Hiking Checklist


Hiking Checklist

There are not many things more enjoyable in life than spending a day wandering through the great outdoors. However, the items you do or do not bring can affect how much you enjoy that day. As far as what those items are will depend on things like your skill level, your experience, the duration of your hike, the weather conditions you will encounter, etc. So, while there will always be a core set of items that you will want to pack, every hike will require a few things that are unique to that outing. Additionally, you may not go Hiking enough to justify keeping a fully packed daypack sitting around and ready to go at all times. So, keeping a Hiking Checklist handy to make sure you have not forgotten anything can provide you extra peace of mind.

Why do I need a Hiking Checklist?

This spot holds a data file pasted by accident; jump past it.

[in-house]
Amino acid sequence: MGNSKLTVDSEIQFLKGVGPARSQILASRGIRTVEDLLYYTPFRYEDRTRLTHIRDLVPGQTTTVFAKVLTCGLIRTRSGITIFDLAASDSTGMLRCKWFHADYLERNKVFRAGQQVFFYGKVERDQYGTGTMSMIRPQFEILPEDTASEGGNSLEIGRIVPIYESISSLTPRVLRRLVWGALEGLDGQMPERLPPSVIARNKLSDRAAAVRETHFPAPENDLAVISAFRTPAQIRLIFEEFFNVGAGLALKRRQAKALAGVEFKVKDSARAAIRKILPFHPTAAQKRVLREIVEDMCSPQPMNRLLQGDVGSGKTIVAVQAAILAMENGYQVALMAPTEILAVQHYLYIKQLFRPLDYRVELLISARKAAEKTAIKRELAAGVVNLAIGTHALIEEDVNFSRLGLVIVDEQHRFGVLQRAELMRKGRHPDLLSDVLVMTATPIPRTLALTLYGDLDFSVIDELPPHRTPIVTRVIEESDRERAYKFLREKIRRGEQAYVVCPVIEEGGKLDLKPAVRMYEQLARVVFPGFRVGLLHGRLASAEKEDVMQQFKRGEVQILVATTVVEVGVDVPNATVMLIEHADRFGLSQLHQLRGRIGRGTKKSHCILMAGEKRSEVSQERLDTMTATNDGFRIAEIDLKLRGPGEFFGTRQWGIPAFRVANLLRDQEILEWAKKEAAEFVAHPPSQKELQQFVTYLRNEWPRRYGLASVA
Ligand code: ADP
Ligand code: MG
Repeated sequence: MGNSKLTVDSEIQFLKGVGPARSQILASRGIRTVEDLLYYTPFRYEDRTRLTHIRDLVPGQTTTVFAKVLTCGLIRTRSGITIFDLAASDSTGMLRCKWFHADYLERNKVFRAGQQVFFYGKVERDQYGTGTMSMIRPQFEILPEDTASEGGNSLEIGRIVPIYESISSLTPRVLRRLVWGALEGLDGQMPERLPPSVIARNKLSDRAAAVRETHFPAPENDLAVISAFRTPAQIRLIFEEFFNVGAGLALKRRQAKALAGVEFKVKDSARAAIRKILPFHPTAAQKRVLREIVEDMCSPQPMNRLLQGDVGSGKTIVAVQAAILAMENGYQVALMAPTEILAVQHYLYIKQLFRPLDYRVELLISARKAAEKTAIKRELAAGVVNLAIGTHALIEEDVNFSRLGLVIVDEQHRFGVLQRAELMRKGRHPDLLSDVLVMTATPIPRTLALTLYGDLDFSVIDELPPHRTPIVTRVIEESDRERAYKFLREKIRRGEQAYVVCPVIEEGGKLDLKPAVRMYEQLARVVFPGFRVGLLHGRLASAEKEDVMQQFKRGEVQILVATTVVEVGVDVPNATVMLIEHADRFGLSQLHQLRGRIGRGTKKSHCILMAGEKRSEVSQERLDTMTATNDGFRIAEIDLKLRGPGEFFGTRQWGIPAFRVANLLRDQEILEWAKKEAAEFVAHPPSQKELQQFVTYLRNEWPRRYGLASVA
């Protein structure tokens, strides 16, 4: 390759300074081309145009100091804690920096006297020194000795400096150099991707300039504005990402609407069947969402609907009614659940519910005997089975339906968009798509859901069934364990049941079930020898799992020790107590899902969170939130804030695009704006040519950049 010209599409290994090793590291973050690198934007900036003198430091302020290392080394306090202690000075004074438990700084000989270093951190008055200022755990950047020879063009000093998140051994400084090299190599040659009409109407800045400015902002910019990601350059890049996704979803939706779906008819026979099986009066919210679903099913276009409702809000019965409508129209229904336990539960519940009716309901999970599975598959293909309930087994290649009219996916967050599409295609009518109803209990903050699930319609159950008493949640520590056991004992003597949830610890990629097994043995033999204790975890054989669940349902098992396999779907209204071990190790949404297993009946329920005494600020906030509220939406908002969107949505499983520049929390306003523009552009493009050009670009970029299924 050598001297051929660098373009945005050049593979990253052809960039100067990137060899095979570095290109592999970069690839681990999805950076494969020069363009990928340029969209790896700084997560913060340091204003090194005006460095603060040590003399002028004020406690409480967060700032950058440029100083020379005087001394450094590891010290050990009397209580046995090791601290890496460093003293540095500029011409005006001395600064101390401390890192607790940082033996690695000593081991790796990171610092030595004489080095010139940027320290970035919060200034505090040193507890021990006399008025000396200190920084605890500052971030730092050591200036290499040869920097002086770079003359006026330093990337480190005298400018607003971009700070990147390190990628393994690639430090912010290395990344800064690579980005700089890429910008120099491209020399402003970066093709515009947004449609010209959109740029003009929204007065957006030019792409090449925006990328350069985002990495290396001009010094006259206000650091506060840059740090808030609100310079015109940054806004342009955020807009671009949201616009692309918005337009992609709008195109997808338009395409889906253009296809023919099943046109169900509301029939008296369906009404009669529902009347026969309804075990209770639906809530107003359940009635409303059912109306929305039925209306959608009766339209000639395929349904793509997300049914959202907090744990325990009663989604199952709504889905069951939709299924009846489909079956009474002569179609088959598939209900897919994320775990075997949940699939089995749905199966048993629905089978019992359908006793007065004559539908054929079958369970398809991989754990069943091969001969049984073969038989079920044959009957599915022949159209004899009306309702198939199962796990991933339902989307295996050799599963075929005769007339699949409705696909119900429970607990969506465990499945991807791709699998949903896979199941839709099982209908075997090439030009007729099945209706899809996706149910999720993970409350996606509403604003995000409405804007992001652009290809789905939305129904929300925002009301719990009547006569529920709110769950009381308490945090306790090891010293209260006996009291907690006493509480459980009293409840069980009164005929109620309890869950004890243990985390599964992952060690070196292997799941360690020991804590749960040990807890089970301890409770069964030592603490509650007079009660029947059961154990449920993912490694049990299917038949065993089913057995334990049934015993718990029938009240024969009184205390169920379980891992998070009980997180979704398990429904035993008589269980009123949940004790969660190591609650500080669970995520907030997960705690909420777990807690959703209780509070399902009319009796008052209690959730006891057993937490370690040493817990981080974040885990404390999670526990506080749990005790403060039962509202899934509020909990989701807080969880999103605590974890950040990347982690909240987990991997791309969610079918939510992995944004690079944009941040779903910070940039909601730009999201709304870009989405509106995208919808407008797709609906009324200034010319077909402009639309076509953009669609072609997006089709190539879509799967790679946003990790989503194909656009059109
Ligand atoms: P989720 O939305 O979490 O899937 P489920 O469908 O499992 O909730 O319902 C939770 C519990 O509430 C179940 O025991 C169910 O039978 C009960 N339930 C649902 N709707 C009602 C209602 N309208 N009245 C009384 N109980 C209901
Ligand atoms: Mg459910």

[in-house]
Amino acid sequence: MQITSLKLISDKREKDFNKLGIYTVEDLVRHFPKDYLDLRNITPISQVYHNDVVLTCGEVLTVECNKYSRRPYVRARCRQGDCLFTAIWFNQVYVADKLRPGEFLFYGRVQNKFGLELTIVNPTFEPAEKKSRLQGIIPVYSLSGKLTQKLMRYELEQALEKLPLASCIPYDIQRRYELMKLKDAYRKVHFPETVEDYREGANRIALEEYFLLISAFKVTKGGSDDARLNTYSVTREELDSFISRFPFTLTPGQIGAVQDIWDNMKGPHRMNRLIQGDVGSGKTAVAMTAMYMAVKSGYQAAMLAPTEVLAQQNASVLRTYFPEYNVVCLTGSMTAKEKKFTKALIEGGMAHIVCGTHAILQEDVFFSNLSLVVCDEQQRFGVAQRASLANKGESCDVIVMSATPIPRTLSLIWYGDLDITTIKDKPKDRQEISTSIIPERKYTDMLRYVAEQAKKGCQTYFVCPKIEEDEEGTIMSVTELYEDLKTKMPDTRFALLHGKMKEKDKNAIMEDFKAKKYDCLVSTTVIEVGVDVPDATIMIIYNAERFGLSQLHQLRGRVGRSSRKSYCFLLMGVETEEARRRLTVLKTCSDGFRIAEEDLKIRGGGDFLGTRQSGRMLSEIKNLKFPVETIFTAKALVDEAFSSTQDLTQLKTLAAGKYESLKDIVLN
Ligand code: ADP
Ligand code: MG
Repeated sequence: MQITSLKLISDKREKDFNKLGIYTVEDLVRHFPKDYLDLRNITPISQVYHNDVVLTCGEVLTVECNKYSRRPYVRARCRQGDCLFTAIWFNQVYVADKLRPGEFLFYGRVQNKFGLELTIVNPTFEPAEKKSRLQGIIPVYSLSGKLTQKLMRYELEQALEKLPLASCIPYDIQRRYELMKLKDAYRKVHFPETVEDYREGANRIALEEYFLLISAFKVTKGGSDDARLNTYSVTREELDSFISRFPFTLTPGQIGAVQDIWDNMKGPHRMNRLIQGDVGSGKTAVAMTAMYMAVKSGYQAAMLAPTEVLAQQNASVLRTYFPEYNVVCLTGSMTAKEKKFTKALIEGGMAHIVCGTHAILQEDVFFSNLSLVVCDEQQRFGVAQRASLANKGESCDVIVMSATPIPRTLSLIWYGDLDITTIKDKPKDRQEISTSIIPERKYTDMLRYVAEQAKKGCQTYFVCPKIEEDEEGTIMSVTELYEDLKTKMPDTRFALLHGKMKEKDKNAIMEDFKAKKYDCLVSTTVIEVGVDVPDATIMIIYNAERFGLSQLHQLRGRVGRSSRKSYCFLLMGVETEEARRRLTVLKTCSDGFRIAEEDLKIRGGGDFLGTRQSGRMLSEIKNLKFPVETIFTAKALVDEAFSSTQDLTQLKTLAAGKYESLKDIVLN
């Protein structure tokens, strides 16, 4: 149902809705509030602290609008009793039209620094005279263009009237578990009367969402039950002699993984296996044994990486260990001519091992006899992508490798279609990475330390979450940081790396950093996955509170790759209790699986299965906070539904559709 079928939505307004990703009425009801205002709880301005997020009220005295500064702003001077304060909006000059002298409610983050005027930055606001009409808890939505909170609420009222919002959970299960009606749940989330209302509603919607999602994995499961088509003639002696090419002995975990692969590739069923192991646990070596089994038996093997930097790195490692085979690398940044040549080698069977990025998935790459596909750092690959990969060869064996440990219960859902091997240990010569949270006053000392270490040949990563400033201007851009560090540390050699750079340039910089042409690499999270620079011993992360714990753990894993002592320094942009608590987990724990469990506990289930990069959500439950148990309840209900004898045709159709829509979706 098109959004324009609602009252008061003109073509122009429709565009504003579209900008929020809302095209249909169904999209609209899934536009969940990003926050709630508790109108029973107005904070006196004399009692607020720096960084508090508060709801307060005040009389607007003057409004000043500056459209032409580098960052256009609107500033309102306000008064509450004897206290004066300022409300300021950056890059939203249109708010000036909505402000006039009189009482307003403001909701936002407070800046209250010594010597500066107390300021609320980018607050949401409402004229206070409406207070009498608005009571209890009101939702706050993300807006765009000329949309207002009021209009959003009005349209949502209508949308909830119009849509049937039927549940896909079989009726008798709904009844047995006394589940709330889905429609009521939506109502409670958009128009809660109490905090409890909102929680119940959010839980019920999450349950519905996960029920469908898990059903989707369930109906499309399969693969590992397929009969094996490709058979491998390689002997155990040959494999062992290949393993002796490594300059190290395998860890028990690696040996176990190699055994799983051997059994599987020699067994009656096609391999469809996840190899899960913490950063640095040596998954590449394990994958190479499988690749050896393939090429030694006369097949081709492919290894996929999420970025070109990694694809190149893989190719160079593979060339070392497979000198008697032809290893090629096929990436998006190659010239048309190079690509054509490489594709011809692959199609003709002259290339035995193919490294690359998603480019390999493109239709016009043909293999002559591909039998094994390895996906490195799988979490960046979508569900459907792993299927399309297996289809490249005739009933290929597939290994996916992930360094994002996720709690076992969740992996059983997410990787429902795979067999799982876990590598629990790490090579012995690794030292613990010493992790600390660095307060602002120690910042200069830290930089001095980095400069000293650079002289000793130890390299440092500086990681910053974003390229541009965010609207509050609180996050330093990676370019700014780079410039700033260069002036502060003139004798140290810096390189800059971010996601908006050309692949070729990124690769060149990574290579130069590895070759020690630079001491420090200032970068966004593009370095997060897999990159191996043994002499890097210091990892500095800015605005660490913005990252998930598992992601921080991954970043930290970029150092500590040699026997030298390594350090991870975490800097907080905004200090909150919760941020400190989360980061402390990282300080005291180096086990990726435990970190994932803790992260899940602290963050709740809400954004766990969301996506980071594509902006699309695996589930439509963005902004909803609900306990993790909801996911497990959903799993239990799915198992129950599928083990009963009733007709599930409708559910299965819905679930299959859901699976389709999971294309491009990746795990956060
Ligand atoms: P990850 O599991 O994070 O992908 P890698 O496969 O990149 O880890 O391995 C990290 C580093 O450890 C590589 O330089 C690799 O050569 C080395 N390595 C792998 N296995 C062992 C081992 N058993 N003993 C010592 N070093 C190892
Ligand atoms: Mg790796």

There is no worse feeling than getting to your first rest stop realizing you forgot a crucial item. Having the necessary supplies and equipment can make a significant difference in your overall enjoyment and experience while Hiking and checklists are a great tool to help with your organization. To help you relax during a day on the trails, we have put together a fairly extensive Hiking Checklist. You can add or remove items to build out a custom list that will suit your individual needs.

What are the different types of Hiking?

If you are looking for a list that outlines the various types of Hiking, then feel free to follow the link below and check out the list we have put together. Some of them you may or may not have heard of, and others you may just know by a different name. While our list is certainly not definitive, we feel it is a good guide and starting place to help Hikers (and future Hikers) understand the full breadth of Hiking scenes and settings that are available to them.

Types of Hiking

Could I possibly need anything other than what is listed here?